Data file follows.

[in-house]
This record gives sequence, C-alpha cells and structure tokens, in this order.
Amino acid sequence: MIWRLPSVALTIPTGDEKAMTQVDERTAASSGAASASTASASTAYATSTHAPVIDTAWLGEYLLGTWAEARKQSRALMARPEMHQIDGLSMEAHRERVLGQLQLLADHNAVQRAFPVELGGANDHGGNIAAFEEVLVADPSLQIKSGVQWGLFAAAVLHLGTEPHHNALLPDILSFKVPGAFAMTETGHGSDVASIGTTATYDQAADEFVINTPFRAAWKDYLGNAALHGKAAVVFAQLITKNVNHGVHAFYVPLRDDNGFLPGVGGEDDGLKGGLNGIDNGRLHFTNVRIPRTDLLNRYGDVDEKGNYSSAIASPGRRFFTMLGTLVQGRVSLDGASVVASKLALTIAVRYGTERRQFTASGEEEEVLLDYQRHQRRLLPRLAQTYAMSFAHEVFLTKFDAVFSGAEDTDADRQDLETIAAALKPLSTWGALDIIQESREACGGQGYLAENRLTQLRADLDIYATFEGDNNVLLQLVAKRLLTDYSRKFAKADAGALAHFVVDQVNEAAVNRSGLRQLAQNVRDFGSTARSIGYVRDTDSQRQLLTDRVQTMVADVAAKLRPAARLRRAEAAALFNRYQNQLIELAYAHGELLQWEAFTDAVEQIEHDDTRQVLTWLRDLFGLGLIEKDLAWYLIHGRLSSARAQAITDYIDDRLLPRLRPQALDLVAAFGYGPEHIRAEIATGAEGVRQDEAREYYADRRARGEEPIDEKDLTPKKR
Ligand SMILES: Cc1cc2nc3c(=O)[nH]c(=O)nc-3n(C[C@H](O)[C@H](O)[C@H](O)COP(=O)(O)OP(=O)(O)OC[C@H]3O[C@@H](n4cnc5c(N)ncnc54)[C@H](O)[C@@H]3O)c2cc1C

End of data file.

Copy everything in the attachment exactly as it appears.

[in-house]
This record gives sequence, C-alpha cells and structure tokens, in this order.
Amino acid sequence: MIWRLPSVALTIPTGDEKAMTQVDERTAASSGAASASTASASTAYATSTHAPVIDTAWLGEYLLGTWAEARKQSRALMARPEMHQIDGLSMEAHRERVLGQLQLLADHNAVQRAFPVELGGANDHGGNIAAFEEVLVADPSLQIKSGVQWGLFAAAVLHLGTEPHHNALLPDILSFKVPGAFAMTETGHGSDVASIGTTATYDQAADEFVINTPFRAAWKDYLGNAALHGKAAVVFAQLITKNVNHGVHAFYVPLRDDNGFLPGVGGEDDGLKGGLNGIDNGRLHFTNVRIPRTDLLNRYGDVDEKGNYSSAIASPGRRFFTMLGTLVQGRVSLDGASVVASKLALTIAVRYGTERRQFTASGEEEEVLLDYQRHQRRLLPRLAQTYAMSFAHEVFLTKFDAVFSGAEDTDADRQDLETIAAALKPLSTWGALDIIQESREACGGQGYLAENRLTQLRADLDIYATFEGDNNVLLQLVAKRLLTDYSRKFAKADAGALAHFVVDQVNEAAVNRSGLRQLAQNVRDFGSTARSIGYVRDTDSQRQLLTDRVQTMVADVAAKLRPAARLRRAEAAALFNRYQNQLIELAYAHGELLQWEAFTDAVEQIEHDDTRQVLTWLRDLFGLGLIEKDLAWYLIHGRLSSARAQAITDYIDDRLLPRLRPQALDLVAAFGYGPEHIRAEIATGAEGVRQDEAREYYADRRARGEEPIDEKDLTPKKR
Ligand SMILES: Cc1cc2nc3c(=O)[nH]c(=O)nc-3n(C[C@H](O)[C@H](O)[C@H](O)COP(=O)(O)OP(=O)(O)OC[C@H]3O[C@@H](n4cnc5c(N)ncnc54)[C@H](O)[C@@H]3O)c2cc1C